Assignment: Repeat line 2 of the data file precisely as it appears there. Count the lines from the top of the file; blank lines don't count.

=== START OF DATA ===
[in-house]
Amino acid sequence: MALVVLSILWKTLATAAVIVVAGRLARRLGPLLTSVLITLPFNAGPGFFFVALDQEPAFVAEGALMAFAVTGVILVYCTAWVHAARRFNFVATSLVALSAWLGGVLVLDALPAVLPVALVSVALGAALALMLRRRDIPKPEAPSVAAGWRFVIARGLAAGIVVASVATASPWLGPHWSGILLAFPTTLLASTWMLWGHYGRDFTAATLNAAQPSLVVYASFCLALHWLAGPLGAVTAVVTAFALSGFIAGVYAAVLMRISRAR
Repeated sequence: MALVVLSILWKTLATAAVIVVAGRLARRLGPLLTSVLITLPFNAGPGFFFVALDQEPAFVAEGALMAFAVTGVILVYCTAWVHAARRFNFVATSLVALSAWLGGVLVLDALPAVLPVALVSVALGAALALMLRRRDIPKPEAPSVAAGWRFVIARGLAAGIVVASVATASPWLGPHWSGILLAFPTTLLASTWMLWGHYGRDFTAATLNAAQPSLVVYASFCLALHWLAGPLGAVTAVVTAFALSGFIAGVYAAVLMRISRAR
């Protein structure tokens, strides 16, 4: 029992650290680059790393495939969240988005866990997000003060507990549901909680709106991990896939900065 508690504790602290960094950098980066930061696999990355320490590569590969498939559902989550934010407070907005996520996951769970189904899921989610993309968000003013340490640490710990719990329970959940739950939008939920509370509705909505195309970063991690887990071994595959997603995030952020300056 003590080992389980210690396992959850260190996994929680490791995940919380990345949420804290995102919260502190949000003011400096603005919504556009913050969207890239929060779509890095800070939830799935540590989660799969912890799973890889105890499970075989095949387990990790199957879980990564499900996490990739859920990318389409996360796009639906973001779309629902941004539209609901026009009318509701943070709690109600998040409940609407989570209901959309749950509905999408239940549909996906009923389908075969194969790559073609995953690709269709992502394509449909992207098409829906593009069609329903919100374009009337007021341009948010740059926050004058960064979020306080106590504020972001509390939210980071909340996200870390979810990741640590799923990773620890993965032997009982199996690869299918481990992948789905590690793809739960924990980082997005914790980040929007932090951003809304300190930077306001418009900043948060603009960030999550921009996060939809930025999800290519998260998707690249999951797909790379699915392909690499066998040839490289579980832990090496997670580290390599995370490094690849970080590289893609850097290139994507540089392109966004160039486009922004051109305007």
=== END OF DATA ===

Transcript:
Amino acid sequence: MALVVLSILWKTLATAAVIVVAGRLARRLGPLLTSVLITLPFNAGPGFFFVALDQEPAFVAEGALMAFAVTGVILVYCTAWVHAARRFNFVATSLVALSAWLGGVLVLDALPAVLPVALVSVALGAALALMLRRRDIPKPEAPSVAAGWRFVIARGLAAGIVVASVATASPWLGPHWSGILLAFPTTLLASTWMLWGHYGRDFTAATLNAAQPSLVVYASFCLALHWLAGPLGAVTAVVTAFALSGFIAGVYAAVLMRISRAR